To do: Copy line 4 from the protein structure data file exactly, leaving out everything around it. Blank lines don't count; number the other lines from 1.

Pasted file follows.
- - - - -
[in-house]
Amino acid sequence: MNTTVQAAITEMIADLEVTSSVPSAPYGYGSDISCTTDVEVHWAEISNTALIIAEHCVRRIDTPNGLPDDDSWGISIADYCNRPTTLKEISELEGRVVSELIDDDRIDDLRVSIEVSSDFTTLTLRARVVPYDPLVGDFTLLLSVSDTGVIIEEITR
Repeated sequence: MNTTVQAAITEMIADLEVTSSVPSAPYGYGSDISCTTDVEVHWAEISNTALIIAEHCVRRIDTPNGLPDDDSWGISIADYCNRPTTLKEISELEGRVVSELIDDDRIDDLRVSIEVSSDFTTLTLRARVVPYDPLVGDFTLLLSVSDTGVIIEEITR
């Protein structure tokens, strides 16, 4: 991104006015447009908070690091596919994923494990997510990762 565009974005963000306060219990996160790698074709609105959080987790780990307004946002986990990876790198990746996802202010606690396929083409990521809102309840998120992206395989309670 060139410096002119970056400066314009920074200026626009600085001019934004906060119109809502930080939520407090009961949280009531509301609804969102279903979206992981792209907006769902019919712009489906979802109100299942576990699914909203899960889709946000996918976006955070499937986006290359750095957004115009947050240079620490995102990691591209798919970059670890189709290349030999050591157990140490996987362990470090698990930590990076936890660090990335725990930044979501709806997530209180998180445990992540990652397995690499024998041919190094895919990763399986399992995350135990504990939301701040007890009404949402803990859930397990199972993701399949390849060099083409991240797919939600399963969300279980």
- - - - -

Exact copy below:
């Protein structure tokens, strides 16, 4: 991104006015447009908070690091596919994923494990997510990762 565009974005963000306060219990996160790698074709609105959080987790780990307004946002986990990876790198990746996802202010606690396929083409990521809102309840998120992206395989309670 060139410096002119970056400066314009920074200026626009600085001019934004906060119109809502930080939520407090009961949280009531509301609804969102279903979206992981792209907006769902019919712009489906979802109100299942576990699914909203899960889709946000996918976006955070499937986006290359750095957004115009947050240079620490995102990691591209798919970059670890189709290349030999050591157990140490996987362990470090698990930590990076936890660090990335725990930044979501709806997530209180998180445990992540990652397995690499024998041919190094895919990763399986399992995350135990504990939301701040007890009404949402803990859930397990199972993701399949390849060099083409991240797919939600399963969300279980």